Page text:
The back burners of my mind have been plumb full these past few weeks. You know, those spaces on the outskirts of our consciousness, just outside of the focus of our daily doings. While we carry on with our duties, our dreams and ideas can sit and simmer, waiting for our attention. When we have free moments we can stir and season, discarding some thoughts and savoring others.
My back burners were all occupied with one thing. A couple of months ago I had agreed to speak with a group of homeschool moms in a neighboring town. I’d never done this before. It is completely out of my skill set. I had effectively put off thinking about it, but as the time drew near, I found that all of my many burners were overflowing with thoughts about this event.
Then the inner critic showed up. She sniffed disdainfully at each simmering idea. “Too bland.” “Too spicy.” “Not relevant!” She picked at every thought, sampling each flavor and finding them all wanting. In desperation, I threw up feeble prayers for help.
Whenever I sat down to write anything I found the thoughts either half-baked or congealed, completely inedible. I pushed the words around on the page like a picky toddler with her vegetables; halfheartedly sampling a snippet here and there with no real enthusiasm. I was stuck.
You see, I hate posers. And since I know that I am hands-down the very worst, most uncreative, horrible, very bad homeschool mom ever, I did not think I could do this thing without becoming that which I detest. A fake. A hypocrite. Who am I to offer encouragement to anyone else, when most of the time I’m barely keeping it together myself?
As the day drew closer, my Lord spoke softly. He reminded me that He has never asked me to be anything but myself. He merely asks me to be vulnerable enough to speak with honesty about my own journey. As I focused on that, on the many things he has taught me through this homeschooling odyssey, I found two main thoughts that percolated to the top. I sat down and wrote them out. I chronicled how I had come to learn these lessons.
Then I prayed. I practiced my words because I am a woman who can hardly make a doctor’s appointment without my voice getting shaky and my mind going blank. I go into full-on chihuahua mode, quivering from head to toe when confronted with new or scary situations. It’s quite embarrassing, really.
As the ladies arrived, I watched and listened to their conversations. They appeared much more godly and grown up than I felt. When we had a time of introduction, I found that many of these women have been at this homeschooling game longer than I. I wondered if my words would have any relevance for this group. I wondered how to appear confident while stripping down raw in front of people I didn’t know.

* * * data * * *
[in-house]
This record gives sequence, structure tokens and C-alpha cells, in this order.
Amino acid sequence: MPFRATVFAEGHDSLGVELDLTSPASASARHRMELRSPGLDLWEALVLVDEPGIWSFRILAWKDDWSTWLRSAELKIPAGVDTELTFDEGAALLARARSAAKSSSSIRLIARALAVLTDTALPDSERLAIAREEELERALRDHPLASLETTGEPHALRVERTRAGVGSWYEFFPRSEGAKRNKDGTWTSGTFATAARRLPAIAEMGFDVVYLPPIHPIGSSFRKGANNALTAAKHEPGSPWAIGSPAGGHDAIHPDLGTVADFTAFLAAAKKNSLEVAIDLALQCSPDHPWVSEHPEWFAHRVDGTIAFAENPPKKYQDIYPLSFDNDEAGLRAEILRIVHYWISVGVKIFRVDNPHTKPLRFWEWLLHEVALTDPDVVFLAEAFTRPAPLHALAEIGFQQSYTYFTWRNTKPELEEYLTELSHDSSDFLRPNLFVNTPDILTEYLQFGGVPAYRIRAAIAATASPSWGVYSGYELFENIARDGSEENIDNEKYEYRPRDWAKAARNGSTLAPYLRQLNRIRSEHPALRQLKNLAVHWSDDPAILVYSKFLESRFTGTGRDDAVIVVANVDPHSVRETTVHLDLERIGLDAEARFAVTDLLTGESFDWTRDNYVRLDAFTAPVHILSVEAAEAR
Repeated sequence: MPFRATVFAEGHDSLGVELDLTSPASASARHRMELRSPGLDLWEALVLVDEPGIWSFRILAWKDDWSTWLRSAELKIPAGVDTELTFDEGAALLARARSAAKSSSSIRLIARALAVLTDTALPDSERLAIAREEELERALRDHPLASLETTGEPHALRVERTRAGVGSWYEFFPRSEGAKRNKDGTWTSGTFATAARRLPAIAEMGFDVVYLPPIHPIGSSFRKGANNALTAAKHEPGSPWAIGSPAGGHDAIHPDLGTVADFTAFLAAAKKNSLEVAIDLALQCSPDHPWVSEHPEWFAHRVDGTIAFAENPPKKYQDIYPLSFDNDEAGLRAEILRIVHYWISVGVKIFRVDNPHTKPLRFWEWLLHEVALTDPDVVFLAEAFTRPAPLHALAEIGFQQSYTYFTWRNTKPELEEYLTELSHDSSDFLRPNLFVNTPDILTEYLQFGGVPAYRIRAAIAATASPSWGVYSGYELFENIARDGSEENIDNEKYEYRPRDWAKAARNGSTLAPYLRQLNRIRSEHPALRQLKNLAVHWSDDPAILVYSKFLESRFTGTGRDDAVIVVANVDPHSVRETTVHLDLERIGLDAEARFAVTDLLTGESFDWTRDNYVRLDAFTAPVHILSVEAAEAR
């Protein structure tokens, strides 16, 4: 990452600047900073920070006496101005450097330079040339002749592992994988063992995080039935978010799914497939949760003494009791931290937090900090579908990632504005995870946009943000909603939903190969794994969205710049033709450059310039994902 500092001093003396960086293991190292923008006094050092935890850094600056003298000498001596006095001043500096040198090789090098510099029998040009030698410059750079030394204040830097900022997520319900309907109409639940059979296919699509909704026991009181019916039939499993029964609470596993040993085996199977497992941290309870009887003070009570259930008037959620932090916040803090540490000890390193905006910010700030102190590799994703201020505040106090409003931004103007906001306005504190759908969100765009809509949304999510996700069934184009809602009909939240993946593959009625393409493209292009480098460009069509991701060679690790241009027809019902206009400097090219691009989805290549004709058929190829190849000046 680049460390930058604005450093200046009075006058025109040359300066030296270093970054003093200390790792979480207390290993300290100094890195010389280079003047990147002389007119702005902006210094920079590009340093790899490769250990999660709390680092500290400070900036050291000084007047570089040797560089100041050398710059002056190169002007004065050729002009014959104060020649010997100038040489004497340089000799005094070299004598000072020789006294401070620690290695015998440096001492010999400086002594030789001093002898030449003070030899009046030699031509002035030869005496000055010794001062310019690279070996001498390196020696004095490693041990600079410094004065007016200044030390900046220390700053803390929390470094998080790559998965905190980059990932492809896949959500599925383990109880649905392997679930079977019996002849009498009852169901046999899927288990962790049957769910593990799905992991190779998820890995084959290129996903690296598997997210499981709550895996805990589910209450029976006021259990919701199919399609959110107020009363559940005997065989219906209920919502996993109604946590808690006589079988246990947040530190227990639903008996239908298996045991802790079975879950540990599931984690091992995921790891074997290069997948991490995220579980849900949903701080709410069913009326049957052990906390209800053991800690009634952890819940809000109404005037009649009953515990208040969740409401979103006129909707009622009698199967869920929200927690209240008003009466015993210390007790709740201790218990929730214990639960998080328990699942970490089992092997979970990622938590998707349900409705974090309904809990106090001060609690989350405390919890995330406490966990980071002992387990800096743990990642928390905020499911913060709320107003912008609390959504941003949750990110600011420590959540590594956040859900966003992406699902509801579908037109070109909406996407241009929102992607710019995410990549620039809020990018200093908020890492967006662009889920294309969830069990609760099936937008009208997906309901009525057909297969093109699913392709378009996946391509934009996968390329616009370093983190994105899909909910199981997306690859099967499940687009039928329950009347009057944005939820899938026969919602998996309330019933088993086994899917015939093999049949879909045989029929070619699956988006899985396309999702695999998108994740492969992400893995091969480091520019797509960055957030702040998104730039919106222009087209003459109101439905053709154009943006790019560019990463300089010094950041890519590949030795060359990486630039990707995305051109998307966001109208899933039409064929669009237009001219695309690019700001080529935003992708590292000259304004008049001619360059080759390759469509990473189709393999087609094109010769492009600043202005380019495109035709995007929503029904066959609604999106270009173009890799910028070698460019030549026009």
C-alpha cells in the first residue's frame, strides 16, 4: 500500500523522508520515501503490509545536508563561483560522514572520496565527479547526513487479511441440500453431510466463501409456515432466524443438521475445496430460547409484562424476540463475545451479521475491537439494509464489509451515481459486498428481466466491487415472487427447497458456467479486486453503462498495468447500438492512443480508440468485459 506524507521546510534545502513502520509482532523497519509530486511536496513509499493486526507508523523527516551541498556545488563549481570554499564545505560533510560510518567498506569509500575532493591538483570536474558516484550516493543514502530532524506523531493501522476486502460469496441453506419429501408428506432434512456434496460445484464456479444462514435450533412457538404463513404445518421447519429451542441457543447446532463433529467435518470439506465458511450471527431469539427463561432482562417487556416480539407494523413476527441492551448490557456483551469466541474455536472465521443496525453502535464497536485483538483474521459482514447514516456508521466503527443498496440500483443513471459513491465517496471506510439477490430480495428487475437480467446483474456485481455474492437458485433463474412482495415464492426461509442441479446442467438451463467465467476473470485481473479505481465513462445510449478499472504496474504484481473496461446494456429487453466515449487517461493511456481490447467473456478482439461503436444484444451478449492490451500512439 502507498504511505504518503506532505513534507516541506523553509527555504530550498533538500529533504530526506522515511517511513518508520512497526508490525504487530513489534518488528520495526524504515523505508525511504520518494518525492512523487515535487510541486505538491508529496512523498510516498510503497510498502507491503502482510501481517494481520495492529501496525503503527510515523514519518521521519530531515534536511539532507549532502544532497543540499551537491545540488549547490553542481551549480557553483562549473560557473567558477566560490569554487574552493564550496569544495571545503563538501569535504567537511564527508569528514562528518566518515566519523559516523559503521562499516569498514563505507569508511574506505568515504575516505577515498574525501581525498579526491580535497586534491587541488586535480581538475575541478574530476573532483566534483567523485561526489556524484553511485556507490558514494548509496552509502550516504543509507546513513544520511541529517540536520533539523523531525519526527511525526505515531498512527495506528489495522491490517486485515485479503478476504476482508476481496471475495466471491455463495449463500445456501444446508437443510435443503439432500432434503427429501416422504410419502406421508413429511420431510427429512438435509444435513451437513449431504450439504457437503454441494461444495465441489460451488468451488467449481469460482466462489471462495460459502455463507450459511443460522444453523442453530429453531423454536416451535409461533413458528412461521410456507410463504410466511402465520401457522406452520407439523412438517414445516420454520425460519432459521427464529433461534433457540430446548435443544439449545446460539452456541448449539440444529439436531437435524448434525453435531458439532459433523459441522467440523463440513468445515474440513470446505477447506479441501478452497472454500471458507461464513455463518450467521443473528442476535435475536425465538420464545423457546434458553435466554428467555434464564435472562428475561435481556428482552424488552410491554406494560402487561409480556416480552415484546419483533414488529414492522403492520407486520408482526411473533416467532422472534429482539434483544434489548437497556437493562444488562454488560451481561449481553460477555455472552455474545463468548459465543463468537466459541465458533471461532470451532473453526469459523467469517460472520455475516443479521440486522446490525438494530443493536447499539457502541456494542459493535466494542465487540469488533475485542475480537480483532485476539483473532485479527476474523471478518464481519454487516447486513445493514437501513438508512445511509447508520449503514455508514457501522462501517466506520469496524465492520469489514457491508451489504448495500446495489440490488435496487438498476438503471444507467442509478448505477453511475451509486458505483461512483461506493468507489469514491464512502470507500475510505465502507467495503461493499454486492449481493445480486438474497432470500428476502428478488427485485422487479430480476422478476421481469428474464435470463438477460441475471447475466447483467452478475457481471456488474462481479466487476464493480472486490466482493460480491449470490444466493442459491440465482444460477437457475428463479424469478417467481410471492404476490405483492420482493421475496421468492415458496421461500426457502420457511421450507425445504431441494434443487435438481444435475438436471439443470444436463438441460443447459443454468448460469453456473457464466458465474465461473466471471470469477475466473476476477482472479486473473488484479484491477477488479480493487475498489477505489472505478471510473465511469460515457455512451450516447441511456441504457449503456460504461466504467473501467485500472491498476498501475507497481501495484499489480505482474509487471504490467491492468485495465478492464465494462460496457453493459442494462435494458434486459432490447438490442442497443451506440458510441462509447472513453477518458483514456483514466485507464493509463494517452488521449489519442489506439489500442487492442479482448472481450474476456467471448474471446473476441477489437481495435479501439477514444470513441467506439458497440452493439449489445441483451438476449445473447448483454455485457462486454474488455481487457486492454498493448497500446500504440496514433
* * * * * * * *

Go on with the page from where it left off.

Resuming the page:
But most of all, I wondered if they would like me at all if they really knew me.
How would I know if I was being a poser, or if I was truly walking out what my Lord wanted me to do? How do we ever know if we are really being genuine? When we minister, when we do anything, how do we do it with humility and authenticity?
I recently watched the movie, Ragamuffin, about the life of Christian artist Rich Mullins. He epitomized the tension of desperately desiring to serve Christ while being far too aware of his own failings. His struggle to accept the love of his Creator drove him to a lifetime of alcohol abuse. And his fame in the Christian world, so at odds with his emotional baggage, was sheer torment.
We should all be able to relate, in some small way, to this dilemma. I know that I do. I so want to walk in the goodness of Christ; to immerse myself in his beauty and let his love pour out of me in rivers. Yet I know how small I am, how petty and dark. It makes me want to wail and run and hide because, really, how could he possibly use me at all?
I am a poser. I am sometimes a hypocrite. I hide under the misery of my own failings so that he can’t use me. Yet my Jesus loves me anyway. He loves me so much that he continues to knead and shape and mold me into something that will someday be a masterpiece.
As I began to share my story with these beautiful ladies, I felt a peace come over me. Looking into eyes that spoke of understanding and acceptance stilled my shaking hands. I realized that it really doesn’t matter who I am. It only matters who He is.
And the only authenticity I can really experience is in sharing the work he is doing in my life. That is what is real. My shortcomings don’t matter. They don’t define me. Only Jesus does.
“To live by grace means to acknowledge my whole life story, the light side and the dark. In admitting my shadow side I learn who I am and what God’s grace means.”
“And God is able to make every grace overflow to you, so that in every way, always having everything you need, you may excel in every good work.” 2 Corinthians 9:8, HCSB